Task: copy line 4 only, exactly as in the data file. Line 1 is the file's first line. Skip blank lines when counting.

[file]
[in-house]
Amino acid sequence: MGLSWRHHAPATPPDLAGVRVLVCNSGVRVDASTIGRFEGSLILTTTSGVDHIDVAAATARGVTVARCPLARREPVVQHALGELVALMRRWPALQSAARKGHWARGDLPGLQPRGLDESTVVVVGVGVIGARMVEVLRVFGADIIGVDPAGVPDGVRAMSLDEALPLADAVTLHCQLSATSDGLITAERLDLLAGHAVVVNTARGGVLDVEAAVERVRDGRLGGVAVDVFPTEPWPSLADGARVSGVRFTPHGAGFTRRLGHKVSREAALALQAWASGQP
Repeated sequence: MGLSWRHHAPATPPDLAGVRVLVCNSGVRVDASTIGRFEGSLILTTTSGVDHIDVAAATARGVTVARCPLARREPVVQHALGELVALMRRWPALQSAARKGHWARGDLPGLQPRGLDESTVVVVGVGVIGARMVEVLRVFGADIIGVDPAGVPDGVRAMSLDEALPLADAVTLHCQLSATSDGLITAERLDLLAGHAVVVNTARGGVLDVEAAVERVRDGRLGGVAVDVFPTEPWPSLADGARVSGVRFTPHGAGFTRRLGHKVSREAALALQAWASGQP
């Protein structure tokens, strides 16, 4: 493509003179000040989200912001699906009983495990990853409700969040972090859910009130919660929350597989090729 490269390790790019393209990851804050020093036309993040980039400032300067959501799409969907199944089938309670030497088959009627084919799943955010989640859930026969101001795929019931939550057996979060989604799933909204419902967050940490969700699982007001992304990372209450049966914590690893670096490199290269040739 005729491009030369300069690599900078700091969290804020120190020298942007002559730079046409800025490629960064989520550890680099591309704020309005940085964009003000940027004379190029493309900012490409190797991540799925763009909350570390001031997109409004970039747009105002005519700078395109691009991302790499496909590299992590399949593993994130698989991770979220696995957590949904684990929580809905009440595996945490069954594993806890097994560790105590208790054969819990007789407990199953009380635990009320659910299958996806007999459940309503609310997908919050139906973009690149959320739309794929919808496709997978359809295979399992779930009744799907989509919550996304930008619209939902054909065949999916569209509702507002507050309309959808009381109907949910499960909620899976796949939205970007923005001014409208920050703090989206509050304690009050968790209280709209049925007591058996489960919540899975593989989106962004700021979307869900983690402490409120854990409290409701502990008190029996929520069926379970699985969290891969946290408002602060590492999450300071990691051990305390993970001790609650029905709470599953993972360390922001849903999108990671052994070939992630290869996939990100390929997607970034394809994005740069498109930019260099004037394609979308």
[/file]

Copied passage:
């Protein structure tokens, strides 16, 4: 493509003179000040989200912001699906009983495990990853409700969040972090859910009130919660929350597989090729 490269390790790019393209990851804050020093036309993040980039400032300067959501799409969907199944089938309670030497088959009627084919799943955010989640859930026969101001795929019931939550057996979060989604799933909204419902967050940490969700699982007001992304990372209450049966914590690893670096490199290269040739 005729491009030369300069690599900078700091969290804020120190020298942007002559730079046409800025490629960064989520550890680099591309704020309005940085964009003000940027004379190029493309900012490409190797991540799925763009909350570390001031997109409004970039747009105002005519700078395109691009991302790499496909590299992590399949593993994130698989991770979220696995957590949904684990929580809905009440595996945490069954594993806890097994560790105590208790054969819990007789407990199953009380635990009320659910299958996806007999459940309503609310997908919050139906973009690149959320739309794929919808496709997978359809295979399992779930009744799907989509919550996304930008619209939902054909065949999916569209509702507002507050309309959808009381109907949910499960909620899976796949939205970007923005001014409208920050703090989206509050304690009050968790209280709209049925007591058996489960919540899975593989989106962004700021979307869900983690402490409120854990409290409701502990008190029996929520069926379970699985969290891969946290408002602060590492999450300071990691051990305390993970001790609650029905709470599953993972360390922001849903999108990671052994070939992630290869996939990100390929997607970034394809994005740069498109930019260099004037394609979308």